This is Part 4 of our story: When life and belief collide. Please scroll down to Part 1.
Miracles are wrought by the Spirit of God, in them is seen the Finger of God–Unger
Our baby boy was born on this day, June 4. He had a 9 out of 10 on his Apgar! There were no blue lips as the doctor supposed, there was no need for an emergency team. There was no cyst on the base of his neck. He was breathing, crying, moving and beautiful. He has Trisomy 21, and for this we are thankful as well!
“Miracles are out of the ordinary course of events. They produce astonishment as being outside the ordinary operations of cause and effect”–Unger
We named him Anker Josiah. Anker-the name of three godly men who came before him. Josiah-the name chosen before his diagnosis of Fetal Hydrops. Josiah means Jehovah has healed!
Our baby was still taken to Intensive Care. I understand it is not a common sight to see a new father cheering joyfully as he follows his newborn son to ICU, but they saw it this day!
They began tests on our boy right away. They checked his heart, and his lungs. We asked them to check the fluid in and around his kidneys which the ultrasound revealed only a few days before. All tests came back normal! He stayed in ICU for 2 long bittersweet weeks.
As I sat in the rocking chair among all of the incubated babies, the nurse handed me my gem. She said his ears are deformed and he cannot hear. I held him closely and rocked, singing,
“Great is Thy Faithfulness, Great is Thy Faithfulness!”
I sang this song throughout the months of carrying my babe. He knew my voice.
“Morning by morning new mercies I see”
His little head began turning toward me as he fought to open his baby blue eyes. We locked eyes for the first time as I embraced his tiny living body and continued praising Jesus,
“All we have needed Thy hand has provided. Great is Thy Faithfulness,
Lord unto me!”
I knew our baby could hear me. I had no doubt.
I had to leave my newborn son and go home without him as the ICU continued to monitor him. I barely slept a wink, waiting for the first waking hour they would allow me to visit. I used a breast pump in order to bring in that precious gold called colostrum.
As I walked in the ICU holding my bottle of gold, I reached out to hand it to one of the nurses standing beside my boy’s bed. That little bottle of gold was filled with my Mama- love. It was the little bit I could do to nurture my hospitalized son. The nurse mockingly asked me, “What’s this?” as she pulled it from my hand.
I realized I had interrupted the two nurses as they were talking in a hushed manner. The second nurse abruptly said, “We heard you had an amnio”. I confirmed the fact. Her face shown the judgment of my choice. “Then, why didn’t you-?”, she asked me harshly. What she was asking was, “If you knew he had Down’s Syndrome, why didn’t you abort?” I was taken back for a moment as I gathered my surprise and my thoughts.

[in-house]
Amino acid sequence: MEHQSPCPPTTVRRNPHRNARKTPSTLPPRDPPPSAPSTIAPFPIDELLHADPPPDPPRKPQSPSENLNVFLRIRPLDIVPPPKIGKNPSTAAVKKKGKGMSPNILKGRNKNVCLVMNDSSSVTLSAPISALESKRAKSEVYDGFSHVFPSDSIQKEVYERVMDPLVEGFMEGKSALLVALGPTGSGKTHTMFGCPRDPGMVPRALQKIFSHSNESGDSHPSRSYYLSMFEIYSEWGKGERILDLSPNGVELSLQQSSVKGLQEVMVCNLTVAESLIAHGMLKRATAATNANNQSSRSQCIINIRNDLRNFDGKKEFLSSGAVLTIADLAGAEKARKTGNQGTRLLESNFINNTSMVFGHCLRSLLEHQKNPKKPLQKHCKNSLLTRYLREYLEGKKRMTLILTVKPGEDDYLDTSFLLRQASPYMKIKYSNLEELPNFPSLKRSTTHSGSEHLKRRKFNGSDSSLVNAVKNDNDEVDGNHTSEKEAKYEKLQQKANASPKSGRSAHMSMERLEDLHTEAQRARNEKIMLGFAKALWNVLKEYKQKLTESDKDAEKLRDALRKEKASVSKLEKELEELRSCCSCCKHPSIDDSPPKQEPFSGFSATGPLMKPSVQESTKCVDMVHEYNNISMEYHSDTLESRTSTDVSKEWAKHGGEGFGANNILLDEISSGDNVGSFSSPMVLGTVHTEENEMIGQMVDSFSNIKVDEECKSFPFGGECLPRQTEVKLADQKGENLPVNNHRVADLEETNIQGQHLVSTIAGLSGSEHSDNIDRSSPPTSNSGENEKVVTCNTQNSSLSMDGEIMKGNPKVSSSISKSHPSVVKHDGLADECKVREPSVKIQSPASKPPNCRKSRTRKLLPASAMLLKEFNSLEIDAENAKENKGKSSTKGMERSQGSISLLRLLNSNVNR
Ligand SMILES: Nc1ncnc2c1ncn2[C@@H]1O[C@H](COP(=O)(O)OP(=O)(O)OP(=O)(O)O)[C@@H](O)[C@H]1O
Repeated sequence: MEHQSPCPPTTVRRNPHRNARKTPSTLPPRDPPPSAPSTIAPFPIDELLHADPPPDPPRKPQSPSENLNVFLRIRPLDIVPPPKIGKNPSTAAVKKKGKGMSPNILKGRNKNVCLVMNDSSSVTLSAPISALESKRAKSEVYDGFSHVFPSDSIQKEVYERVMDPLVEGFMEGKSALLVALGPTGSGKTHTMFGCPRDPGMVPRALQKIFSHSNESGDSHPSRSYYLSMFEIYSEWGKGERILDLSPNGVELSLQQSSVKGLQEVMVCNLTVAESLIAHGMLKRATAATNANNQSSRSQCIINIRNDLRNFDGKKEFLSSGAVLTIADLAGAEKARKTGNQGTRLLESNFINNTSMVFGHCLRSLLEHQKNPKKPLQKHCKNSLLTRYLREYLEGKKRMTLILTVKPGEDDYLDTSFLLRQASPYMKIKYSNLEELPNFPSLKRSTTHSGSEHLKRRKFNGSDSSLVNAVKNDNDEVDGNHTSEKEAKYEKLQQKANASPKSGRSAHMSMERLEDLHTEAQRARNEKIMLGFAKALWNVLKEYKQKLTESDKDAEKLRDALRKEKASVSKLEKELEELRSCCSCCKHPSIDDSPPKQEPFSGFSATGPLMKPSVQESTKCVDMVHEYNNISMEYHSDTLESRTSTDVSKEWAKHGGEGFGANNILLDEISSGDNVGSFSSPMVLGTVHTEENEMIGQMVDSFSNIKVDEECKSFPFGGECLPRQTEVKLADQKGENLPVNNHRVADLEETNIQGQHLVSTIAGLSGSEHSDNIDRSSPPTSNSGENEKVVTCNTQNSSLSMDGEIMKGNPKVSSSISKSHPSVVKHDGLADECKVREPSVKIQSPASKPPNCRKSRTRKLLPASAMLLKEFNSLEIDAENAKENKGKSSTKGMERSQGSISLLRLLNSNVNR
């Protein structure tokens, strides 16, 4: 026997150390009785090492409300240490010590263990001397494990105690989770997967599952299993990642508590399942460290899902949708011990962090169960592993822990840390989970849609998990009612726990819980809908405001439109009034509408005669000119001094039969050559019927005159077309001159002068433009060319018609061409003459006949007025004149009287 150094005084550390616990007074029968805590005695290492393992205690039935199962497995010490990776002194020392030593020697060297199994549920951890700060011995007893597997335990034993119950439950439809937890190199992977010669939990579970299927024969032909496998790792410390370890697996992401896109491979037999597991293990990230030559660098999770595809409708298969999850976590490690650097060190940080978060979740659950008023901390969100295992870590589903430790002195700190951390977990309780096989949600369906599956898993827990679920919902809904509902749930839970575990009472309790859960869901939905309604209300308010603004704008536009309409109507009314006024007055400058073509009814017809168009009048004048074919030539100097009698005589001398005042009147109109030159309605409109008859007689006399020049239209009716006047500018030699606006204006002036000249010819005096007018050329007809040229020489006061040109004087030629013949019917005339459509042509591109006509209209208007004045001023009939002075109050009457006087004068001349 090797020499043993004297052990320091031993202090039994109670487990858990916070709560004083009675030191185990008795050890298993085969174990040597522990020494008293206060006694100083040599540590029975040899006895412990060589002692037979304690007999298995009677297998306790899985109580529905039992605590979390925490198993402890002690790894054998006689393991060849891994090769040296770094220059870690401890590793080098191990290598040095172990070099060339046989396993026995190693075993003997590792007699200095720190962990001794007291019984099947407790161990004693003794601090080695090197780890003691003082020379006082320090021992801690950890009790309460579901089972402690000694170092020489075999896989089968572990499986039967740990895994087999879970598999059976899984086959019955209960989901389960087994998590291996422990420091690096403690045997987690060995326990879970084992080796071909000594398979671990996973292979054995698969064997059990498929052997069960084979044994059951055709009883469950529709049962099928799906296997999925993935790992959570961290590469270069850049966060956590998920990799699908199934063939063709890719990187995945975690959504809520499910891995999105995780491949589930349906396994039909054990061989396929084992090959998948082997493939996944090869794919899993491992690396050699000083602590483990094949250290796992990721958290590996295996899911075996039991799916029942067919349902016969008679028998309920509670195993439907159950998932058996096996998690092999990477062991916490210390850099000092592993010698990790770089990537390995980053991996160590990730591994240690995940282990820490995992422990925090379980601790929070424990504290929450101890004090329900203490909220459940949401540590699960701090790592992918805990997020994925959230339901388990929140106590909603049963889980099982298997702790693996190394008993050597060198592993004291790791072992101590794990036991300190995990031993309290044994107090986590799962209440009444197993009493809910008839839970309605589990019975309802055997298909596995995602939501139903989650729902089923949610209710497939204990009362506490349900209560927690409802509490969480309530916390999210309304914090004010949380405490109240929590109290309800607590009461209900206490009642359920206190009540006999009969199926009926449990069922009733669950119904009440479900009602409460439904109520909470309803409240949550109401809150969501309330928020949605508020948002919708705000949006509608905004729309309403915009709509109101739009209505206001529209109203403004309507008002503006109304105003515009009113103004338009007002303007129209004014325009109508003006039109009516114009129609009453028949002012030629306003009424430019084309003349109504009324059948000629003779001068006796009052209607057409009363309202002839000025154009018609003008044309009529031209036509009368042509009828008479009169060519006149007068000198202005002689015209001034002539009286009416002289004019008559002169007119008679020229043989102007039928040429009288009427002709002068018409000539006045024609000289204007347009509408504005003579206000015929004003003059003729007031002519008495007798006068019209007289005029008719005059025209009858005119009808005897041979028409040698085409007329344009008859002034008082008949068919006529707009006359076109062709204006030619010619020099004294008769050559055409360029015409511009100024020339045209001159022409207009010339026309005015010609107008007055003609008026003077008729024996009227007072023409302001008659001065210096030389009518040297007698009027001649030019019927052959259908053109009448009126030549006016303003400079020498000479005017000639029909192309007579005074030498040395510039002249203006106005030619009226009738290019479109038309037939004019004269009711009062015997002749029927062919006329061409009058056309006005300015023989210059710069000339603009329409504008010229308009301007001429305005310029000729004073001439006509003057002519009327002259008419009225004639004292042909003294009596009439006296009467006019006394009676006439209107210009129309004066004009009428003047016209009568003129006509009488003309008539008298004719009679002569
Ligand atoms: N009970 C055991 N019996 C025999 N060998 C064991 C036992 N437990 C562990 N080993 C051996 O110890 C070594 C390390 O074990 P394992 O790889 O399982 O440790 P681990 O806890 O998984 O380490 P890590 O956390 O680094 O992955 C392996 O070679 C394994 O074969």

“Do you have children?” I asked them both. They both said yes. “What would happen if your child was hit by a car and became brain-damaged? Would you wish he never lived? What if your child is the slowest kid in the class, or grows up to be an alcoholic? Will you be ashamed and stop loving him?” They stood silent.
I was dumbfounded by two intelligent women making a value statement about a child’s life. I was even more concerned that these were the women caring for my child when I could not take him home. Everything within me wanted to rip the monitors off our boy and run with him. I knew then, baby A.J.’s enemies were ignorance and narrow minds. We would have to do something about that….
Our quiet little home was eagerly awaiting A.J.’s arrival. No longer would the carpets be clean, the sink remain empty or the evenings be silent. Our home became filled with joy and baby barf and gratitude.
There’s a lot more to share with you about parenting our precious boy, but I’ll leave the rest for later. Today, we celebrate 18 years of life. God has gifted us a beautiful boy with special needs, and his two younger brothers who adore and enjoy him.
AJ loves to sing, write, read Disney stories, play with and care for his dog. He enjoys swimming, Special Olympics Track, basketball and bowling. He loves to go to school and he loves to go to church.
He loves to drink smoothies and fruit is his favorite snack. He sings at the top of his lungs, asks his Daddy to read him a Bible story each night, and helps out with the dishes.
He tells knock-knock jokes and knows the directions to almost every store and restaurant in town. He thinks almost everything he wants costs $2. He knows every word to the Veggie Tale songs.
He is hug-able, lovable, stubborn, sometimes grumpy, and very messy when he plays.
He is Anker Josiah, chosen and dearly loved.